Jan. 31:

After struggling as a pandemic player, Novavax last year embarked on a company transformation. Part of that overhaul will involve a global workforce reduction of approximately 12%, the company announced on Wednesday. The move follows Novavax’s May 2023 decision to cut 25% of its workforce. Once the layoffs are complete, the company expects to have 30% fewer employees than it did at the end of the first quarter in 2023, according to the press release.

According to Novavax, the transition will allow the company to bring its COVID-19-influenza combination vaccine into Phase III. President and CEO John C. Jacobs said Novavax is “purposefully focusing only on the critical activities needed to achieve our objectives and strengthen the financial performance of the Company.”

Jan 30:

2seventy Bio is making some significant changes. The company will sell its research and development pipeline to Regeneron and cut 55 staff members, around 45% of its remaining personnel, Endpoints News reported Tuesday. Regeneron will acquire all of 2seventy Bio’s R&D infrastructure and employees, including 160 people, as well as CSO Philip Gregory, who will be the head of Regeneron’s new cell medicines unit, according to Endpoints. The deal will see Regeneron pay $5 million upfront to 2seventy Bio, along with a single milestone payment and eventual royalty payments. According to Endpoints, the biotech will now focus on commercializing a CAR-T cell, Abecma, developed with BMS. Meanwhile, 2seventybio CEO Nick Leschly will become board chairman, while COO Chip Baird will assume the CEO post.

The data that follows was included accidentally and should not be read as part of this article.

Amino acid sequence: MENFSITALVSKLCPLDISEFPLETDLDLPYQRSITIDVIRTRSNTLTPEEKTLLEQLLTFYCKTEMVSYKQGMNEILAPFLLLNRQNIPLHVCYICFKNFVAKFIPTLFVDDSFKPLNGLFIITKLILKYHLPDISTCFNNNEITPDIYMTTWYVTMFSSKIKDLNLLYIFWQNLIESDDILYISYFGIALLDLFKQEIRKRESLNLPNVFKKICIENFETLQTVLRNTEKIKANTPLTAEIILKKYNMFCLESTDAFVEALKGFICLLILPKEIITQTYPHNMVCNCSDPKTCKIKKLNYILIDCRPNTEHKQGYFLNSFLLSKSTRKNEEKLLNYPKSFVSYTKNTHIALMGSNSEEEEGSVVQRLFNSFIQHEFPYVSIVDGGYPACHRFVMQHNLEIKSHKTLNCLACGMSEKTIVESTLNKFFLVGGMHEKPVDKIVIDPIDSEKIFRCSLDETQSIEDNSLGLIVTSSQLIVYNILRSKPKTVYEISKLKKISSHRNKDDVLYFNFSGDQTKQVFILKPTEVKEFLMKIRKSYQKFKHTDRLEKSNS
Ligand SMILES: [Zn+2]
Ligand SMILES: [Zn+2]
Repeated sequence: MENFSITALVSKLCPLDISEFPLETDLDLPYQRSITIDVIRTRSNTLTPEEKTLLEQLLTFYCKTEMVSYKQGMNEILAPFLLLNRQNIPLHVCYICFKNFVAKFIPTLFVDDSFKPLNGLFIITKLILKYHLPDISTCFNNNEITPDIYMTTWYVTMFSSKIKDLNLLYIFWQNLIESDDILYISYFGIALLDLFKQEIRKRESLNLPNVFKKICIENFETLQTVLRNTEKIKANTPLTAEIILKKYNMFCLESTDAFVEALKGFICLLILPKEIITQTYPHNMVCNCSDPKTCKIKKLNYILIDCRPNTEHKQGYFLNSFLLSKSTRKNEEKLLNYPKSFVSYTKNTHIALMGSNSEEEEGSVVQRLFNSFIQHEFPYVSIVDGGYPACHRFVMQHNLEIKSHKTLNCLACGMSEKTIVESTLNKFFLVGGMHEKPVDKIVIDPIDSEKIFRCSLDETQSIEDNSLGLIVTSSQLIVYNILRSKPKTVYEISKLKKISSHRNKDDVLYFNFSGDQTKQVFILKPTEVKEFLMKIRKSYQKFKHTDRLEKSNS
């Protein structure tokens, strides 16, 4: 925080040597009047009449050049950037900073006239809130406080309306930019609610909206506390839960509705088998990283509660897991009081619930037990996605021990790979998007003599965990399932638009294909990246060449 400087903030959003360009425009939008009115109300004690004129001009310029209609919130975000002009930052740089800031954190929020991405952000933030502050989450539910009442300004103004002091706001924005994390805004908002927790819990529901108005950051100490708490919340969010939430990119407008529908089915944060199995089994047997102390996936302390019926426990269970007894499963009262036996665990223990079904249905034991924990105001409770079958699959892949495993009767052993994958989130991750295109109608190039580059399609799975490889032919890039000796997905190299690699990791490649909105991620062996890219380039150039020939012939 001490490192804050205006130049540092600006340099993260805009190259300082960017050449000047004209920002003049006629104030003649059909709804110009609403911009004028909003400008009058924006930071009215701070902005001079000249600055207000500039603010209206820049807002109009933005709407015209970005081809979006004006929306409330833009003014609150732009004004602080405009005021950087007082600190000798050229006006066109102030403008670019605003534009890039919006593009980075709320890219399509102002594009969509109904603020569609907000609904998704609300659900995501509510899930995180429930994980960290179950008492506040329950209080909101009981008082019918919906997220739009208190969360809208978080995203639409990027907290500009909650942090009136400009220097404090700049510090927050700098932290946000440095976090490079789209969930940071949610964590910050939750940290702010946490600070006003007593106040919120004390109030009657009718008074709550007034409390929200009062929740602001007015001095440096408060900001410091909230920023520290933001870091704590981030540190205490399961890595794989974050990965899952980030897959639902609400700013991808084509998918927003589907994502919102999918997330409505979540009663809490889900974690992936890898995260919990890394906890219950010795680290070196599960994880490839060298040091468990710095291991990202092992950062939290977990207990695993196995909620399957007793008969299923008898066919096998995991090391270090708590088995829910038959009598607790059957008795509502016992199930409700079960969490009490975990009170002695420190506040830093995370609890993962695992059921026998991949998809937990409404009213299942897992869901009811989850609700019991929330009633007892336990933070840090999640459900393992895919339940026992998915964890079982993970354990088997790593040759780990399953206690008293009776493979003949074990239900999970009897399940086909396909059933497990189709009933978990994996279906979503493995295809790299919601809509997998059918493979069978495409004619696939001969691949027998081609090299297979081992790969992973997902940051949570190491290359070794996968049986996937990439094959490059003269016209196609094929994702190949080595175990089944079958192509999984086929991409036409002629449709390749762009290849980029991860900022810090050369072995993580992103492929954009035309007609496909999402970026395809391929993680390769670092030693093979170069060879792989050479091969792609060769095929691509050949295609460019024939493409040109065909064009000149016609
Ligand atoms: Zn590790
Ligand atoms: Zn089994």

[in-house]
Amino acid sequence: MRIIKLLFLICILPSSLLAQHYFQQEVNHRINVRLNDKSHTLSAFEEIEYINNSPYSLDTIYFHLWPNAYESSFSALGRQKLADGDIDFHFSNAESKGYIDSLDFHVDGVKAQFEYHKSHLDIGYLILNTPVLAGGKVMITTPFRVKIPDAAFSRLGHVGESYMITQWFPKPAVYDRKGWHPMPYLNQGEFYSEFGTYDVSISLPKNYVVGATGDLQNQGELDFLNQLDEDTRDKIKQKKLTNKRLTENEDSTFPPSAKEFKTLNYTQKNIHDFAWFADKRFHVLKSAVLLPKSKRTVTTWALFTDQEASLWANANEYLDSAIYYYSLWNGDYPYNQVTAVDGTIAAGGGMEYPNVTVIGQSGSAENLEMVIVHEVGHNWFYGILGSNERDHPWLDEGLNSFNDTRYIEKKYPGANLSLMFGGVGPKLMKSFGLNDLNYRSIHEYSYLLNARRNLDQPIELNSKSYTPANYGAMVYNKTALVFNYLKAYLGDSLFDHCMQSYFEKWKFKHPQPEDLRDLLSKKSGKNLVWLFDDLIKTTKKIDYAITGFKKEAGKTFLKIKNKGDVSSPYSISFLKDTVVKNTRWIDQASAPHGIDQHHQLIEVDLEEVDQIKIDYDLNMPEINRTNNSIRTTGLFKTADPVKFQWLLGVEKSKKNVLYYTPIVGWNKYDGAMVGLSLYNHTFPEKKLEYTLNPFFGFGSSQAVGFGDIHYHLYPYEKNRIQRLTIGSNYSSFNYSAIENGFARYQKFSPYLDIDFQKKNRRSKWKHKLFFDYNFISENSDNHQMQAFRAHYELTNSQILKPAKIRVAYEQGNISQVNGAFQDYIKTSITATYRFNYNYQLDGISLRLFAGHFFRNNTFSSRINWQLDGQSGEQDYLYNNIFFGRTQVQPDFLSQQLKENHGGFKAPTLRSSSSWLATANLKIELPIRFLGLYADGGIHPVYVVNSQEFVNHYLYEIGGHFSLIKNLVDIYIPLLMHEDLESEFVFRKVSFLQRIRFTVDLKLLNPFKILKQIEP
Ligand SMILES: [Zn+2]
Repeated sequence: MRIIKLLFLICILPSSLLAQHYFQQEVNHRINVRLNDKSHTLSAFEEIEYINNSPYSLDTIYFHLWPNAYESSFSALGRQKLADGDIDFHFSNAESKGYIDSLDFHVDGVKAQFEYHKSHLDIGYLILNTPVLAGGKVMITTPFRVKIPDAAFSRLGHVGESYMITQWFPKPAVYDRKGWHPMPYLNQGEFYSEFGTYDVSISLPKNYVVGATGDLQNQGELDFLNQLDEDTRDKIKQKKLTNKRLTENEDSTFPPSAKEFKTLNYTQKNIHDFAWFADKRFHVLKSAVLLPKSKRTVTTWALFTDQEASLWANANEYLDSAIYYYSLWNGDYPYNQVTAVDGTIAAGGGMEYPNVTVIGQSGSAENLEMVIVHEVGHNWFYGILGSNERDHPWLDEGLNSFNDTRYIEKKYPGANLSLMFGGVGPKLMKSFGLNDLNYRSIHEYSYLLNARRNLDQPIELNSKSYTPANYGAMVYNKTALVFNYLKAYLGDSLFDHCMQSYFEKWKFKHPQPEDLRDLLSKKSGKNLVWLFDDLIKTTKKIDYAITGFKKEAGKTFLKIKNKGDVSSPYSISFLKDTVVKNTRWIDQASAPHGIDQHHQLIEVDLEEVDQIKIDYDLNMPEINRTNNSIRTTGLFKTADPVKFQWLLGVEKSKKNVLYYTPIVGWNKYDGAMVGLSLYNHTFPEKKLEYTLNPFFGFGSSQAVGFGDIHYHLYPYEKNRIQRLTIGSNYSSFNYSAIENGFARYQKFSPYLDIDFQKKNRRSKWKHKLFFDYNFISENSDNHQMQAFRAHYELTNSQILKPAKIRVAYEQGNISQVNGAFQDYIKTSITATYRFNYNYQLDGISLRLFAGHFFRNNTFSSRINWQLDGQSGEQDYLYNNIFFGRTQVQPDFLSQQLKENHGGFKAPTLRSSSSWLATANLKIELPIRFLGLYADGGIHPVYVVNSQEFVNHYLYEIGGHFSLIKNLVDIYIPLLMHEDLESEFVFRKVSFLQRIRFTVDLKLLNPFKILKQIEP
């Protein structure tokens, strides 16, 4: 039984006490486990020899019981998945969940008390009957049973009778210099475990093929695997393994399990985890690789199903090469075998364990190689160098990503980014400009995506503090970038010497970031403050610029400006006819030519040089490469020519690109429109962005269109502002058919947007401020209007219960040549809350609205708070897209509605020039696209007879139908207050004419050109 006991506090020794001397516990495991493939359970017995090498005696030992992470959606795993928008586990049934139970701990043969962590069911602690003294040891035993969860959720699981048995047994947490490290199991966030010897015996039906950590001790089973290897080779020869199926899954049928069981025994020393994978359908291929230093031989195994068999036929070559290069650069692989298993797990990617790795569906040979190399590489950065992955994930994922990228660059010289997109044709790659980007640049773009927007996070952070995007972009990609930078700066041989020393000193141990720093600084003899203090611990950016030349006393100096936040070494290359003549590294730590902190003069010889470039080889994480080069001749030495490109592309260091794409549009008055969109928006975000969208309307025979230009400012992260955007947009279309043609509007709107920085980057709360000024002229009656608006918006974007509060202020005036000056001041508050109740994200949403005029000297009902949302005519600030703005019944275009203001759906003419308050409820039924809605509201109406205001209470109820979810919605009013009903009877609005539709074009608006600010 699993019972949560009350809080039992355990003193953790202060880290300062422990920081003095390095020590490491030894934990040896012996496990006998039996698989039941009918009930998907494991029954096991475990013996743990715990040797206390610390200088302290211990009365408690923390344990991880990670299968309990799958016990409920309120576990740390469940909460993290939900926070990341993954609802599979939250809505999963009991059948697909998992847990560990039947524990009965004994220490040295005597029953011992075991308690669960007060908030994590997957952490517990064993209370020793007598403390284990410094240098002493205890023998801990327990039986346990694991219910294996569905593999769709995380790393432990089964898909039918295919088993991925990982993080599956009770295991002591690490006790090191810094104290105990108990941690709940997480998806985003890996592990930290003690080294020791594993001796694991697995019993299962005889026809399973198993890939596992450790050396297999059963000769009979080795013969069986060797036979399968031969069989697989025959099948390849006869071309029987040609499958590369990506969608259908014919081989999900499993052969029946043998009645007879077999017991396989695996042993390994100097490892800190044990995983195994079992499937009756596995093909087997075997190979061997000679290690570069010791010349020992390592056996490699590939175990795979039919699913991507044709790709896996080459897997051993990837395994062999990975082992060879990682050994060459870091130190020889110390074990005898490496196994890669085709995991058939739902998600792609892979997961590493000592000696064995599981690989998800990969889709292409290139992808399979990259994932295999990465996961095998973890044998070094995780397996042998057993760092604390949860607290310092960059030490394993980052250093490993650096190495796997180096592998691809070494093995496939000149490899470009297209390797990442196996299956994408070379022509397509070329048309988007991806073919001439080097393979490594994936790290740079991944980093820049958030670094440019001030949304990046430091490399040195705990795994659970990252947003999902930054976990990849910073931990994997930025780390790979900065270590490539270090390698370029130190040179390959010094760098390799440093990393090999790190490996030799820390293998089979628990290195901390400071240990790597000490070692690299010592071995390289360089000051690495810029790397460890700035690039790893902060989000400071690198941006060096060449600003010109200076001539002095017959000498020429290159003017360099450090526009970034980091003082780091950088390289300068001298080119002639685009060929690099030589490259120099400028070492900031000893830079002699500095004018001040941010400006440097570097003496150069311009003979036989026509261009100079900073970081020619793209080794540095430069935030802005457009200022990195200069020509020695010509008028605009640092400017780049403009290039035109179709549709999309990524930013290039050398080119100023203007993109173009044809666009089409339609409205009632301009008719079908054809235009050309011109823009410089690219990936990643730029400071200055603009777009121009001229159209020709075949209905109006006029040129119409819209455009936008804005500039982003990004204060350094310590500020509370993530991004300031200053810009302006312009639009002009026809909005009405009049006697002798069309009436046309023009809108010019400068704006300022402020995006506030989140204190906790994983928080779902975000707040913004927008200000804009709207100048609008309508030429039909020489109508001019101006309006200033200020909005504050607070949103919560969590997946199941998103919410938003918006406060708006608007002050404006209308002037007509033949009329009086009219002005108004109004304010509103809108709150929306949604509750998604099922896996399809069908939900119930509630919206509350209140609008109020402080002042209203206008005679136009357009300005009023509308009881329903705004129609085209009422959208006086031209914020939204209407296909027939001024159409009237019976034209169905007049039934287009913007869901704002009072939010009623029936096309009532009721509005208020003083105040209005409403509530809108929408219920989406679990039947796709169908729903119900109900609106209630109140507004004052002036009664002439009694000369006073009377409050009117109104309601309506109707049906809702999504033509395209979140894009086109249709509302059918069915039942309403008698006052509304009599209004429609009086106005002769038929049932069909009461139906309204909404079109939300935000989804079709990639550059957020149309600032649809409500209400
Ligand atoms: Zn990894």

Jan. 29:

Cell therapy biotech Catamaran Bio is ceasing operations, according to a post by CEO Alvin Shih on LinkedIn. Shih said the “difficult decision” has been made to suspend day-to-day operations while the company looks to “pursue strategic options.” He said the company still believes in its allogenic therapeutics but noted the challenging state of the financing environment for early-stage companies in the cell therapy arena. Catamaran will seek strategic partners for its CAR NK cell therapy candidates, Endpoints News reported. The company had 19 employees as of Monday, Shih told Endpoints, adding that a “handful” will stay on for a transition period.

Jan. 29:

Big pharma giveth and big pharma taketh away. Fifteen months after inking a lucrative licensing an R&D collaboration with Roche focused on its HB-700 KRAS program, Hookipa Pharma revealed Monday that the Swiss pharma had terminated the agreement. In the same business update, Hookipa announced it will cut approximately 30% of its workforce in a cost-saving initiative. The New York and Vienna–based company said it plans to submit an Investigational New Drug application for HB-700 in the first quarter of this year and will begin the search for a new collaboration partner. Separately, Hookipa will pause development on prostate cancer asset HB-300 and most preclinical research activities, according to the business update.

Jan. 29: